I took the camera into the front garden to take some pics of what is in flower now.
The first tulip with the last of the grape hyacinths in the background
Last of the daffodils
Catkins and buds on the contorted hazel
Callendulla,my late Mother brought me a little slip one day some years ago and it has flowered faithfully since. It usually flowers much later here in the front which gets very little sunshine except early in the morning.
Mahonia is in a corner which the yellow flowers brighten up, the top leaves are always a mottled brown colour for some reason.
Today I made a start on reclaiming the back garden from the hens,a very short video of them checking out their new abode!
Friday, March 16, 2012
Monday, March 5, 2012
These photos were taken with my phone...why? I forgot the camera yet again!
The early potatoes chitting in the cold greenhouse, they have a fleece covering to protect from frost which we have had since I took these photos.We have sunny days but very cold evenings and nights.
I mentioned chitting in the previous post but on rereading it I realised I should explain 'chitting'. I know when we started on the plot we had heard of chitting but had to look online to find out exactly what to do.
Chitting is a way of starting the potatoes to send up little stalks to give your potatoes a head start in the ground.
If you look closely at the seed potato there will be a grouping of eyes around one end which is called the 'rose' end.Stand the seed potato with this end up, in an egg box which is ideal for the job or any other suitable container.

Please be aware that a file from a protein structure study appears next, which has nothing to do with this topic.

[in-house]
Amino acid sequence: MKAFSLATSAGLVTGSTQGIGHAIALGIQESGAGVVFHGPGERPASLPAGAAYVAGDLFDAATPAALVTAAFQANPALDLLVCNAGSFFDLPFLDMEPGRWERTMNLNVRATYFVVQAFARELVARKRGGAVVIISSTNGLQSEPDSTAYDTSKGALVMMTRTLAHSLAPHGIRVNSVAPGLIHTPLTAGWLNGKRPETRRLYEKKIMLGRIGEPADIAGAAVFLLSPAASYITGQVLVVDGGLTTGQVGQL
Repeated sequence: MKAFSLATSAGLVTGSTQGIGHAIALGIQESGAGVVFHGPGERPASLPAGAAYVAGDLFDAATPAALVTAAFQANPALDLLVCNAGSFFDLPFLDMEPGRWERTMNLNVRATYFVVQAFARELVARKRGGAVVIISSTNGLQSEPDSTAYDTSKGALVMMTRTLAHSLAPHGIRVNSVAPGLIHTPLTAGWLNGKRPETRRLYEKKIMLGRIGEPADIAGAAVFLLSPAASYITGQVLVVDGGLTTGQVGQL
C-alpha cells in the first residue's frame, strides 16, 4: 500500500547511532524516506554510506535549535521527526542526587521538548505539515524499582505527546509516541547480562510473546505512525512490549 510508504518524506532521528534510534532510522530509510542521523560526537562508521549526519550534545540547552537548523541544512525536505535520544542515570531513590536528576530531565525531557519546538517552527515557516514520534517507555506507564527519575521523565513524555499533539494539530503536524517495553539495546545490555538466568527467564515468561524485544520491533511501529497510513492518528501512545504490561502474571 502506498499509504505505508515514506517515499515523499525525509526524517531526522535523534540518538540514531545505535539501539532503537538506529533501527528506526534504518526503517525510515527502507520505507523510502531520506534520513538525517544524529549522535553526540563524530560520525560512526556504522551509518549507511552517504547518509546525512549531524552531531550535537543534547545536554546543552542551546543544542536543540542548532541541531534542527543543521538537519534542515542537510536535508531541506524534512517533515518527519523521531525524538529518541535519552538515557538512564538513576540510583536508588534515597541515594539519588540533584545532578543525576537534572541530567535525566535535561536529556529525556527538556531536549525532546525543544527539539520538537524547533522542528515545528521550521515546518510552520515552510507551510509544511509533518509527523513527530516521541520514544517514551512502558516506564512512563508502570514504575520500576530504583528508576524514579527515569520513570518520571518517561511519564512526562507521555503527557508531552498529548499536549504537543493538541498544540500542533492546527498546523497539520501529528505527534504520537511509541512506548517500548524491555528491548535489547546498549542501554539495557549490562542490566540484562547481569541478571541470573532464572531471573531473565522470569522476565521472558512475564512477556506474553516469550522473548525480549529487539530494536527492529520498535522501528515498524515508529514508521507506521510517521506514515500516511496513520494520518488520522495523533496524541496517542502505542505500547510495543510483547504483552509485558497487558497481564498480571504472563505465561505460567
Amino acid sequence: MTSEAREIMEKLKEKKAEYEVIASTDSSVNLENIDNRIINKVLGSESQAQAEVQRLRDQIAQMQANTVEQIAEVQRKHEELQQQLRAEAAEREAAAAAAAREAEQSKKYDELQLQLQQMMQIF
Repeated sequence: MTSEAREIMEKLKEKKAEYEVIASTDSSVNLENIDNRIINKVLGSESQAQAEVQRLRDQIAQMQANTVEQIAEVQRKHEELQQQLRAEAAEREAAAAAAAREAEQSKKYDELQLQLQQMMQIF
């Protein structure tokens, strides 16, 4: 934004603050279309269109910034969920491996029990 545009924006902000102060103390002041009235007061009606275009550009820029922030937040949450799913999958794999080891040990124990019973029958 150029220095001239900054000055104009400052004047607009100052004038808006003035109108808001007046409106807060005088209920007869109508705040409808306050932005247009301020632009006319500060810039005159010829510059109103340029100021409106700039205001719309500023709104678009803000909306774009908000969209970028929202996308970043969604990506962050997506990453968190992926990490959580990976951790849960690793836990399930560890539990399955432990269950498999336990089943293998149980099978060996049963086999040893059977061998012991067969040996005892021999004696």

In a few weeks you will see it sprouting,when sowing around mid March keep the sprouts at this end up as they are the potato stalks not the roots!
St Patrick's day 17th March is traditionally the day we sow our early potatoes in Ireland
The strawberry bed also got a makeover, I had removed the old growth late last year but they still needed a tidy up.I removed any old brown leaves and was surprised to see some flowers coming out, not sure if they are new this year so I left them to be on the safe side.
The bed got a top dressing of sulphate of potash, which is recommended for all fruiting and flowering plants in Springtime.
I had the poly tunnel in the shed and also a mesh one which should have covered the top end of the bed but the mesh one was shredded to bits by over wintering visitors I think!
I bought a new mesh today and went out to cover the whole bed as more frost is forecast
Matron spreads wood ash on her beds which is great if you have it.There is a return to wood burning stoves recently or turf which we burn a lot of here, you have none of the chemicals which coal products have so spreading on your garden is a great way to utilise the ash!
The fruit bed was weeded, dandelions are making a determined effort to colonise the ground!
The Autumn fruiting raspberries were cut back to ground level, this was all done last week and today there is a bunch of new green growth coming through.
I cut back any deadwood on the blueberries which are in deep pots of ericacous compost as they like acid soil.I will scrape out the top layer of soil carefully and renew it.
I also gave the bed a dressing of the potash and spent half an hour with a sledge hammer straightening back the boards around the edge.
I have been very lax this year with the seed sowing, none of them have been even started yet!